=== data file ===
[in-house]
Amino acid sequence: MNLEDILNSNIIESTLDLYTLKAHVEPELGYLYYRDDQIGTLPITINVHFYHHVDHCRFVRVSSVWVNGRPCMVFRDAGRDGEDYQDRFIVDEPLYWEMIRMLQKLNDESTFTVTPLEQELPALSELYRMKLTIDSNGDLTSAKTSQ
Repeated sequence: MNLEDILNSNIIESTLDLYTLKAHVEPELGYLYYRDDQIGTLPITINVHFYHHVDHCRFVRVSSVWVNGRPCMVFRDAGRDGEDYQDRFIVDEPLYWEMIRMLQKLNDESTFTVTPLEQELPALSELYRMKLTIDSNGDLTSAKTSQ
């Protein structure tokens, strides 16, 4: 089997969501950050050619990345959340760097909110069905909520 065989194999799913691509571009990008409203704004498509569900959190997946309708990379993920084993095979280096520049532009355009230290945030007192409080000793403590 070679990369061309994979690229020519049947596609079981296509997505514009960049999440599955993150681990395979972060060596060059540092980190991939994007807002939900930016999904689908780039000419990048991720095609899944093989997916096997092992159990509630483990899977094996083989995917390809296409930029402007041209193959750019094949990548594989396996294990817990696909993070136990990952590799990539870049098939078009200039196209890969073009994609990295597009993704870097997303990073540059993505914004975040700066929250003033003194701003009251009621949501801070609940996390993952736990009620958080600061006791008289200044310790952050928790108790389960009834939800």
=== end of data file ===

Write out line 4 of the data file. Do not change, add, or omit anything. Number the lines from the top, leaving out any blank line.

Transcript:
């Protein structure tokens, strides 16, 4: 089997969501950050050619990345959340760097909110069905909520 065989194999799913691509571009990008409203704004498509569900959190997946309708990379993920084993095979280096520049532009355009230290945030007192409080000793403590 070679990369061309994979690229020519049947596609079981296509997505514009960049999440599955993150681990395979972060060596060059540092980190991939994007807002939900930016999904689908780039000419990048991720095609899944093989997916096997092992159990509630483990899977094996083989995917390809296409930029402007041209193959750019094949990548594989396996294990817990696909993070136990990952590799990539870049098939078009200039196209890969073009994609990295597009993704870097997303990073540059993505914004975040700066929250003033003194701003009251009621949501801070609940996390993952736990009620958080600061006791008289200044310790952050928790108790389960009834939800």